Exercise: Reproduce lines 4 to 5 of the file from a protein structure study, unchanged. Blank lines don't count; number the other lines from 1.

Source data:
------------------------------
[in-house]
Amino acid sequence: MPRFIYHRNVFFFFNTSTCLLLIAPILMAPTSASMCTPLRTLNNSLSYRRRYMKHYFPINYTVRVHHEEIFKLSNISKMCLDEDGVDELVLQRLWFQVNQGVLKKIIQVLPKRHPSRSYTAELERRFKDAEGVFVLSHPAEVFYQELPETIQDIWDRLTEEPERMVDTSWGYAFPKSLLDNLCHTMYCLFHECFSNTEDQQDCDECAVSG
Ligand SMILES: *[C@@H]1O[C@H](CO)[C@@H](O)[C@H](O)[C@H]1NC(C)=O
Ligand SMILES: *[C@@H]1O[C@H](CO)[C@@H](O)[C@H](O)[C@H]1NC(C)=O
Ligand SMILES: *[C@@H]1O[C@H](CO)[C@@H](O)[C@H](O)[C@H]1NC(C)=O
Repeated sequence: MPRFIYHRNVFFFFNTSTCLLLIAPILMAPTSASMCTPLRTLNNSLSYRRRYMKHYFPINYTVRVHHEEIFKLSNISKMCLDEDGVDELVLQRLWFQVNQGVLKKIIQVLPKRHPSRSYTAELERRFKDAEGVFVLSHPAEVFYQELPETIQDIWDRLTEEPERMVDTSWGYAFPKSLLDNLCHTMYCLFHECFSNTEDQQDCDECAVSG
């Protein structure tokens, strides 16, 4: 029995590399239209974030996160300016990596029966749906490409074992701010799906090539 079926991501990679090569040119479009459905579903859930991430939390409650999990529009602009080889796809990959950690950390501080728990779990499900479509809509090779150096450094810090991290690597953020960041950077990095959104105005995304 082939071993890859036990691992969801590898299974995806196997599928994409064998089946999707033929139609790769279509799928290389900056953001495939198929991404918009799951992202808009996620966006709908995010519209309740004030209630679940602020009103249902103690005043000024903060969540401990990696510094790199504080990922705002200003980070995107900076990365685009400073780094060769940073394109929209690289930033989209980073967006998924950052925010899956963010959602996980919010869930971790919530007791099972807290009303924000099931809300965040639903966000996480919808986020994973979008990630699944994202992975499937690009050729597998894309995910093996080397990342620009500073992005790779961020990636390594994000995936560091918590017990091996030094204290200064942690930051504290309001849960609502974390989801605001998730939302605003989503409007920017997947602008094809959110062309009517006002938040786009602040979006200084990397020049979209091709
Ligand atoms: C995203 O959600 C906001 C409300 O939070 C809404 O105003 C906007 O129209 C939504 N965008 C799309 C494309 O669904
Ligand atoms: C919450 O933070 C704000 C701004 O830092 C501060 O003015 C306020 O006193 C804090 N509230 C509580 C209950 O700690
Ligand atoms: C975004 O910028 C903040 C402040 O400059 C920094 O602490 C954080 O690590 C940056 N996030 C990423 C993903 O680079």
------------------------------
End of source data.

Ligand SMILES: *[C@@H]1O[C@H](CO)[C@@H](O)[C@H](O)[C@H]1NC(C)=O
Ligand SMILES: *[C@@H]1O[C@H](CO)[C@@H](O)[C@H](O)[C@H]1NC(C)=O